If you're on Facebook, you should be able to click through to this link: "Vincent Who? Screening, Panel Discussion and Reception." The Philadelphia Asian American Film Festival is hosting a gathering at City Hall around a film about the brutal murder in 1982 of Vincent Chin, a Chinese American out celebrating his upcoming wedding, at the hands of two disgruntled Detroit auto workers who wanted to take out their anger on the Japanese. (Here's a post of mine with more info on the incident.) I'm not sure if I'll be able to make it, but hopefully you can.
Here's a striking paragraph about Austrian economist Joseph Schumpeter in a recent issue of City Journal:
"The economic historian Joseph Schumpeter made this point back in the 1940s, warning of a fundamental contradiction in many thinkers’ opposition to capitalism. Because economic rationalism destroyed most of the underpinnings of civil society—village, clan, craft guild—and did not replace them with any similar organic enterprise, more and more people would eventually yearn for a kind of moral authority that capitalism could not provide, Schumpeter predicted. With little direct responsibility for practical affairs, intellectuals would be especially prone to this tendency; they could support vague moral or cultural ideas with few of the tradeoffs that ordinary people face. As a result, the bourgeoisie would underwrite its own gravediggers, subsidizing an intellectual class hostile to itself. Capitalism’s long-run benefits were very much worth fighting for, Schumpeter argued: for those outside the system, they provided a path in, and for everyone else, a constant improvement in living standards through innovation. But capitalism’s negative consequences—constant volatility and income disparity, to name two—would remain stark, and intelligent people would often fail to grasp its redeeming values. Defending capitalism, even in the best of times, would always be an uphill battle."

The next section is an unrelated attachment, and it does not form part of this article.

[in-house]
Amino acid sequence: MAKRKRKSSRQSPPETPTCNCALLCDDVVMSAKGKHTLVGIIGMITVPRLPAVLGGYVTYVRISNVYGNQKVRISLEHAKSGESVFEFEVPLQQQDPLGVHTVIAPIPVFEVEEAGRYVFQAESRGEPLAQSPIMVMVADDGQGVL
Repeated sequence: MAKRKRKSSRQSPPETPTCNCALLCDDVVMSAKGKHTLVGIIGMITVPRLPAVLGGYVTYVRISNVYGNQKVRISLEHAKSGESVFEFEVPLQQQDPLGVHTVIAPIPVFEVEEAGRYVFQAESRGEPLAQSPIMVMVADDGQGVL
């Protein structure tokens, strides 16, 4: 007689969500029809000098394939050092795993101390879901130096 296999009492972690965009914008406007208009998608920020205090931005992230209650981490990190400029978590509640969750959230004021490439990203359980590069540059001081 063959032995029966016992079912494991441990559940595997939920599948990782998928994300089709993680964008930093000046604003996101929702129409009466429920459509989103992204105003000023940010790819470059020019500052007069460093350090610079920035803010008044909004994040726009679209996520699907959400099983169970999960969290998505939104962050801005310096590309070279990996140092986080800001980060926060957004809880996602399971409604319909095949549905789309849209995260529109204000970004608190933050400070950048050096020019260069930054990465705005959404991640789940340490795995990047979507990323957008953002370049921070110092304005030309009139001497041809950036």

In other words, capitalism is a tide that raises all boats but causes very visible disruptions. (Hello, financial crisis of 2008!) Thus, it is easy to scapegoat it for specific losses (I lost my job, my town no longer makes widgets) and hard to attribute to it broader gains (we hold more songs in our pocket than the jukebox at our parents' hangout spot, we have 10,000 things to choose from at our neighborhood grocery store). Here's hoping that between those who seek to trash capitalism and those who seek to advance it amorally will hear from those of us in the middle who understand how powerful it can be and want to harness that power for good.
I haven’t yet attended any of Mayor Nutter’s budget forums, but the word on the street is that the overriding sentiment is to raise taxes rather than cut services. Even without my relatively insider information, you probably could’ve guessed that, given the visceral response to the proposed library closings late last year.
Maybe I’m looking too much through the lens of what’s going on at a national level, in terms of the tarring and feathering of bailed out bank execs who shouldn’t be allowed to make more than $500,000. But my guess is that John Q. Public wants to stick it to the businesses: if you’re going to force me to have to choose between less services and higher taxes, I’ll choose to keep the current level of services and hike taxes, especially the ones paid by businesses. At the very least, the obvious conclusion drawn by many residents seems to be that the long downward march of business tax rates (championed vigorously by Mayor Nutter when he was a councilperson, by the way) should be stemmed.